Posted: 22 Feb 2014 08:47 PM PST
The historian Procopius of Caesarea lived during the reign of the Roman emperor Justinian (482-565). His history of the wars of Justinian was published during his lifetime, but another of his works, now referred to as The Secret History, remained unpublished until the manuscript was discovered in the Vatican Library and published in 1623.
Although unpublished for centuries, the existence of The Secret History was known earlier, because it is mentioned in a 10th century encyclopedia called the Suda; there, the work is referred to by the Greek word Anekdota, which in Latin is Anecdota, “unpublished writings.” A very good reason that the work was not published in the time of Justinian is the fact that it contains extremely unflattering stories about the private lives of the emperor and his wife.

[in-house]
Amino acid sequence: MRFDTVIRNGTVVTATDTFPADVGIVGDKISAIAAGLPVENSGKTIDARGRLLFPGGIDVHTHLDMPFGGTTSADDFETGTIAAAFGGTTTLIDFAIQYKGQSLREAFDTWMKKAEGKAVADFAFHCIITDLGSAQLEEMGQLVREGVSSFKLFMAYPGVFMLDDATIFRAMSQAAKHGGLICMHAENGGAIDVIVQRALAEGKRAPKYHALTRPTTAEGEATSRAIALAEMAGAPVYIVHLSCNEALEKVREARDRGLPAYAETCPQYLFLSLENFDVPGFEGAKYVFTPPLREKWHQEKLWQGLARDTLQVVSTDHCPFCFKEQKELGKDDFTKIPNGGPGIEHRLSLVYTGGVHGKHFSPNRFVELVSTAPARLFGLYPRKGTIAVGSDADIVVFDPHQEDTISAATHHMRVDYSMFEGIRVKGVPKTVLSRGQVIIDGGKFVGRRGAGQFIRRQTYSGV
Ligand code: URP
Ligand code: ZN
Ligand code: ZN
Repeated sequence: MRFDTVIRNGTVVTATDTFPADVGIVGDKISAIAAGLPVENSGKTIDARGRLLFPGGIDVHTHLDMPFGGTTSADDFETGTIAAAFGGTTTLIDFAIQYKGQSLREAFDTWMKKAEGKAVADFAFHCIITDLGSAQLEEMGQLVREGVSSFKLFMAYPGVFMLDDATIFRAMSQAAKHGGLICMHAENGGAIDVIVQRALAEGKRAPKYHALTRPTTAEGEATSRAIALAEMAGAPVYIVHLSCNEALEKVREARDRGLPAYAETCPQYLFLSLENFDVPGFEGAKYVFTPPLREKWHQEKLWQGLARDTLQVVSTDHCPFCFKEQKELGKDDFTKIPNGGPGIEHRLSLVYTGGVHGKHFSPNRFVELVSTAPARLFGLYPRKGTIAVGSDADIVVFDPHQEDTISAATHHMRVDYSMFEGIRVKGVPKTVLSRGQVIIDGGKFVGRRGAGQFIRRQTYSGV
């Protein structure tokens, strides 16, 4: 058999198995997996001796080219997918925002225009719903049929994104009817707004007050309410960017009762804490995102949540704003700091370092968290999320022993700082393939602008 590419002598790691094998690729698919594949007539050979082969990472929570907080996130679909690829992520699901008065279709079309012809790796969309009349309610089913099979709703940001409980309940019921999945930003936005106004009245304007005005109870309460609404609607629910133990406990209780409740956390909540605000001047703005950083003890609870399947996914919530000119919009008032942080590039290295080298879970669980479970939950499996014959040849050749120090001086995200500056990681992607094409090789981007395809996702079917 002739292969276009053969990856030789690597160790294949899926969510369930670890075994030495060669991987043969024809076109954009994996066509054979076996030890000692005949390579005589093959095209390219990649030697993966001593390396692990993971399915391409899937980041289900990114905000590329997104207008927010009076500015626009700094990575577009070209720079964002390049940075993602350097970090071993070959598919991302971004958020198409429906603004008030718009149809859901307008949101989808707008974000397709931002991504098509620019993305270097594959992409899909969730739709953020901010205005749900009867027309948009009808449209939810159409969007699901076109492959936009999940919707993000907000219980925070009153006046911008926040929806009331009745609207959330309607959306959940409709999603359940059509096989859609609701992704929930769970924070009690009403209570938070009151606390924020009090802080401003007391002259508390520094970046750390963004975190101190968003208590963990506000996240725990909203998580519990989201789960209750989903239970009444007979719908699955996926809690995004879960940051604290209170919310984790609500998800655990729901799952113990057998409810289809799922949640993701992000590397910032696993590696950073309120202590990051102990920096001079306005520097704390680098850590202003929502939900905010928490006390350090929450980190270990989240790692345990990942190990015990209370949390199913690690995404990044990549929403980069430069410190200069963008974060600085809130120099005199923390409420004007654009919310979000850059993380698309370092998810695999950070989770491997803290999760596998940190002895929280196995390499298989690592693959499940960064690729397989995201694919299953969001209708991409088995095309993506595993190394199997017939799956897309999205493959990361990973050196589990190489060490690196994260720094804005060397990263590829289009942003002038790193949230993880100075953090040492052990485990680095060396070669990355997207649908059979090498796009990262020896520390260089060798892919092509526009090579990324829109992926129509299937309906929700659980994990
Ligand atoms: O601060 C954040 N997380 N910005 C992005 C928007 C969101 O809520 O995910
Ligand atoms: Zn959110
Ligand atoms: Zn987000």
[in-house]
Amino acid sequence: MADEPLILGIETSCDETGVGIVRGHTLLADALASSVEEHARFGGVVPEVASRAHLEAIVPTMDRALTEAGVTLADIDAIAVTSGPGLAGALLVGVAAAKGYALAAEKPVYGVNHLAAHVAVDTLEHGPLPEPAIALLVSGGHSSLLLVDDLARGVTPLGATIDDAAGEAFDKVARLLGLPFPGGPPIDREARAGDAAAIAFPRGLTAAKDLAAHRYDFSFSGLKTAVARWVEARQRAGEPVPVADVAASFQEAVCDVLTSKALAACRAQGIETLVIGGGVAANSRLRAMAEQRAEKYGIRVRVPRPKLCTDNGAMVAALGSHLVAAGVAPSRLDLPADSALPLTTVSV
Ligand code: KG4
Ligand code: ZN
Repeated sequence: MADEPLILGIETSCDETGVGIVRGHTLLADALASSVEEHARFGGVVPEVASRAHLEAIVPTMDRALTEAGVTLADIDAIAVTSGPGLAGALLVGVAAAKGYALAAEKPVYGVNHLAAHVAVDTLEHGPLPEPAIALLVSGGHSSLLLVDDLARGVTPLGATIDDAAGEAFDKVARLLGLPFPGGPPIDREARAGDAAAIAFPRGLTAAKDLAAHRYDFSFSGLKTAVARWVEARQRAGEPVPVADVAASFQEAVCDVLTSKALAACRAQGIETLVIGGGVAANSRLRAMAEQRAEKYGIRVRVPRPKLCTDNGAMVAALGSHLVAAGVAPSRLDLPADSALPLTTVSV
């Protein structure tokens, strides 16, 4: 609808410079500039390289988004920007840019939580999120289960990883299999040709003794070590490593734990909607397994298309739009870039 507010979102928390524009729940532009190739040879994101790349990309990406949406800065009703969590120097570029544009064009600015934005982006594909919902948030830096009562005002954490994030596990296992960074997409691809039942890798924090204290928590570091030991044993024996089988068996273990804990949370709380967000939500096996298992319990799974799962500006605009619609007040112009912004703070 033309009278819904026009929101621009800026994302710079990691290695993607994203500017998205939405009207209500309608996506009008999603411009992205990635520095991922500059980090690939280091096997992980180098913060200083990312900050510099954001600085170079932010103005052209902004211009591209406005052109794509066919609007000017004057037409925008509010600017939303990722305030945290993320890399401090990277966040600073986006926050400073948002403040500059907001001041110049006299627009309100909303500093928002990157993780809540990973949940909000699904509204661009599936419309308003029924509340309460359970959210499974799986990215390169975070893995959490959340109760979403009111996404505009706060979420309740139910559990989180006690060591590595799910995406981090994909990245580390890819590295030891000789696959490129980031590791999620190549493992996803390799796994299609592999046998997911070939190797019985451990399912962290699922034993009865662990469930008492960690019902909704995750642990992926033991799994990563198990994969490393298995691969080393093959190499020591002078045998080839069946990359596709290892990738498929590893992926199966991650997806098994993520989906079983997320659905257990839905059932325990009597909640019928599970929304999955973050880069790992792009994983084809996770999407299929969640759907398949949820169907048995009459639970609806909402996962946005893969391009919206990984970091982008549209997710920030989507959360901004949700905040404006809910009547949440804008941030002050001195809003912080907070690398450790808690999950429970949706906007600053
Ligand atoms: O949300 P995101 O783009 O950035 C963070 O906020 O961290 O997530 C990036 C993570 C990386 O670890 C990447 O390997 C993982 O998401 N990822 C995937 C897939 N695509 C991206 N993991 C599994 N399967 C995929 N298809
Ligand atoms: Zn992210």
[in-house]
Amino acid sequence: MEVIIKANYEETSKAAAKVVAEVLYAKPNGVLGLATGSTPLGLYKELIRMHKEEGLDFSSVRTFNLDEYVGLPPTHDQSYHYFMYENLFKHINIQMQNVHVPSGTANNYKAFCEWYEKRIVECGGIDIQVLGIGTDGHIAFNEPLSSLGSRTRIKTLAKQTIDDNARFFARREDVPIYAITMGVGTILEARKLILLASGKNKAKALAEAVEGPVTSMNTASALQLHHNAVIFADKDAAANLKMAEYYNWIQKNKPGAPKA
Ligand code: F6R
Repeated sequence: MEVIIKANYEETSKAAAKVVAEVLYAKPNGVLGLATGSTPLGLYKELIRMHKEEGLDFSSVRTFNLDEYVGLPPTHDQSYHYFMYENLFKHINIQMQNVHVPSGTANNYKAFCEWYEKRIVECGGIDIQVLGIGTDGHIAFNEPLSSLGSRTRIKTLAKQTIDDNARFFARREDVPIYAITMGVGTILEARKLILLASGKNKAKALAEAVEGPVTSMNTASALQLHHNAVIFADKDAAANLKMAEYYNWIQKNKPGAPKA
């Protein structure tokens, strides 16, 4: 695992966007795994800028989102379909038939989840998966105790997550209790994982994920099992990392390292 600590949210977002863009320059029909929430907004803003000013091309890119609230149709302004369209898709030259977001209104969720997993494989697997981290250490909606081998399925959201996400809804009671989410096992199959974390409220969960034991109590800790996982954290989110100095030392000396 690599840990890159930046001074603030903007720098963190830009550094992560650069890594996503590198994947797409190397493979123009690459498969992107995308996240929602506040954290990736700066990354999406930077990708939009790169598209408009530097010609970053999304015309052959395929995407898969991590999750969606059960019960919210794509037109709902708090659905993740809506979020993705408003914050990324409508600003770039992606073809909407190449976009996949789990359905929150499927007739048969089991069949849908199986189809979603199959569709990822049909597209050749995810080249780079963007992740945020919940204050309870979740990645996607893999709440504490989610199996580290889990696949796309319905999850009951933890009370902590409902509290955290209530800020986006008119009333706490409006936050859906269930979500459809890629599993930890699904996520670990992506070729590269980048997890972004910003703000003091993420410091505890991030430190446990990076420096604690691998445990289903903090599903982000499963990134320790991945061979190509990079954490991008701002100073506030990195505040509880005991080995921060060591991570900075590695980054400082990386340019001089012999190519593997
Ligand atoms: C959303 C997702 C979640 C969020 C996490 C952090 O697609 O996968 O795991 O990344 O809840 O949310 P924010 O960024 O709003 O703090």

The earliest meaning of anecdote in English is “Secret, private, or hitherto unpublished narratives or details of history.” Later, the word came to have its present meaning: “The narrative of a detached incident, or of a single event, told as being in itself interesting or striking.”
The adjective anecdotal dates from the 18th century. It can mean simply “pertaining to anecdotes,” but in modern usage it is often used in the sense of “unreliable.”
The legal term hearsay refers to “anecdotal evidence/testimony”:
Examples of the use of anecdotal and anecdotally: